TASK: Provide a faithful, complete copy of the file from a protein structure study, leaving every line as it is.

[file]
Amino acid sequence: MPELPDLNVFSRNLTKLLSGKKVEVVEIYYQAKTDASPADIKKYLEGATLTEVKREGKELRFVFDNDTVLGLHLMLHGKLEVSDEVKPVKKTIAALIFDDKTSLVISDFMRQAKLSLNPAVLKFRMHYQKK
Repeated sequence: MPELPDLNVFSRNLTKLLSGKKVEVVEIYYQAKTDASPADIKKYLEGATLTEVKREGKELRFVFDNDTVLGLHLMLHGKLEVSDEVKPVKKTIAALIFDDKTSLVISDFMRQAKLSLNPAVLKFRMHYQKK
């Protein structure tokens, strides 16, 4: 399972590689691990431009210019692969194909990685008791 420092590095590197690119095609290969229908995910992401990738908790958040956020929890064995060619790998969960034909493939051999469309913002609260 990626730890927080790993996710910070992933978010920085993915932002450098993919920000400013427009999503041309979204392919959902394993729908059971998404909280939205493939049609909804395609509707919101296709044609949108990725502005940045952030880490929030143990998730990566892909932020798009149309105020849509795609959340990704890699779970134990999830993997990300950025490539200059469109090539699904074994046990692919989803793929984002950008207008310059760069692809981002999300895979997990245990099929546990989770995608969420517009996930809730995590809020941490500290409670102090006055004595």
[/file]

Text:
Amino acid sequence: MPELPDLNVFSRNLTKLLSGKKVEVVEIYYQAKTDASPADIKKYLEGATLTEVKREGKELRFVFDNDTVLGLHLMLHGKLEVSDEVKPVKKTIAALIFDDKTSLVISDFMRQAKLSLNPAVLKFRMHYQKK
Repeated sequence: MPELPDLNVFSRNLTKLLSGKKVEVVEIYYQAKTDASPADIKKYLEGATLTEVKREGKELRFVFDNDTVLGLHLMLHGKLEVSDEVKPVKKTIAALIFDDKTSLVISDFMRQAKLSLNPAVLKFRMHYQKK
């Protein structure tokens, strides 16, 4: 399972590689691990431009210019692969194909990685008791 420092590095590197690119095609290969229908995910992401990738908790958040956020929890064995060619790998969960034909493939051999469309913002609260 990626730890927080790993996710910070992933978010920085993915932002450098993919920000400013427009999503041309979204392919959902394993729908059971998404909280939205493939049609909804395609509707919101296709044609949108990725502005940045952030880490929030143990998730990566892909932020798009149309105020849509795609959340990704890699779970134990999830993997990300950025490539200059469109090539699904074994046990692919989803793929984002950008207008310059760069692809981002999300895979997990245990099929546990989770995608969420517009996930809730995590809020941490500290409670102090006055004595």